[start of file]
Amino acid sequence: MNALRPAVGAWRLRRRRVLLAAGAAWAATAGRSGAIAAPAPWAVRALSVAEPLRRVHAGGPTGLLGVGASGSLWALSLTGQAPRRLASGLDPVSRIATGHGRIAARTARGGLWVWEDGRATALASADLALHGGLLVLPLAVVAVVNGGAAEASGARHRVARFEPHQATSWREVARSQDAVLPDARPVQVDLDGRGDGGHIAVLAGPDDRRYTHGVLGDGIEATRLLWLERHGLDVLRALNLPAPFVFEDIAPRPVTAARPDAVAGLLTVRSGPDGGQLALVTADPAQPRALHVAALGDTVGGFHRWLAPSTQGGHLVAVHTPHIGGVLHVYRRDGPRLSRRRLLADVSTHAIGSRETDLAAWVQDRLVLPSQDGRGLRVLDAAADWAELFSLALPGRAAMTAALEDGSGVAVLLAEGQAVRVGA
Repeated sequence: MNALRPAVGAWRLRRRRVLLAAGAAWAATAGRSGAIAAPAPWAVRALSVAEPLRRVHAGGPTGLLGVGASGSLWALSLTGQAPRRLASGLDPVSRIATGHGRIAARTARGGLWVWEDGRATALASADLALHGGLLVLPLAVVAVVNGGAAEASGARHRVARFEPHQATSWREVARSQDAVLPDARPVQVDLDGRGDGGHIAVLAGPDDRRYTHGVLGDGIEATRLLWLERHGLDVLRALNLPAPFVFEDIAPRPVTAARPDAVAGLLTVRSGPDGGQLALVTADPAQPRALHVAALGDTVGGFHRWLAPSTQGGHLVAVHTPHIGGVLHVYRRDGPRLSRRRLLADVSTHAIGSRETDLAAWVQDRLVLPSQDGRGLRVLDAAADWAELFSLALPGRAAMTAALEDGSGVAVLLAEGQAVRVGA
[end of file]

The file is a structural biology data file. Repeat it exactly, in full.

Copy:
Amino acid sequence: MNALRPAVGAWRLRRRRVLLAAGAAWAATAGRSGAIAAPAPWAVRALSVAEPLRRVHAGGPTGLLGVGASGSLWALSLTGQAPRRLASGLDPVSRIATGHGRIAARTARGGLWVWEDGRATALASADLALHGGLLVLPLAVVAVVNGGAAEASGARHRVARFEPHQATSWREVARSQDAVLPDARPVQVDLDGRGDGGHIAVLAGPDDRRYTHGVLGDGIEATRLLWLERHGLDVLRALNLPAPFVFEDIAPRPVTAARPDAVAGLLTVRSGPDGGQLALVTADPAQPRALHVAALGDTVGGFHRWLAPSTQGGHLVAVHTPHIGGVLHVYRRDGPRLSRRRLLADVSTHAIGSRETDLAAWVQDRLVLPSQDGRGLRVLDAAADWAELFSLALPGRAAMTAALEDGSGVAVLLAEGQAVRVGA
Repeated sequence: MNALRPAVGAWRLRRRRVLLAAGAAWAATAGRSGAIAAPAPWAVRALSVAEPLRRVHAGGPTGLLGVGASGSLWALSLTGQAPRRLASGLDPVSRIATGHGRIAARTARGGLWVWEDGRATALASADLALHGGLLVLPLAVVAVVNGGAAEASGARHRVARFEPHQATSWREVARSQDAVLPDARPVQVDLDGRGDGGHIAVLAGPDDRRYTHGVLGDGIEATRLLWLERHGLDVLRALNLPAPFVFEDIAPRPVTAARPDAVAGLLTVRSGPDGGQLALVTADPAQPRALHVAALGDTVGGFHRWLAPSTQGGHLVAVHTPHIGGVLHVYRRDGPRLSRRRLLADVSTHAIGSRETDLAAWVQDRLVLPSQDGRGLRVLDAAADWAELFSLALPGRAAMTAALEDGSGVAVLLAEGQAVRVGA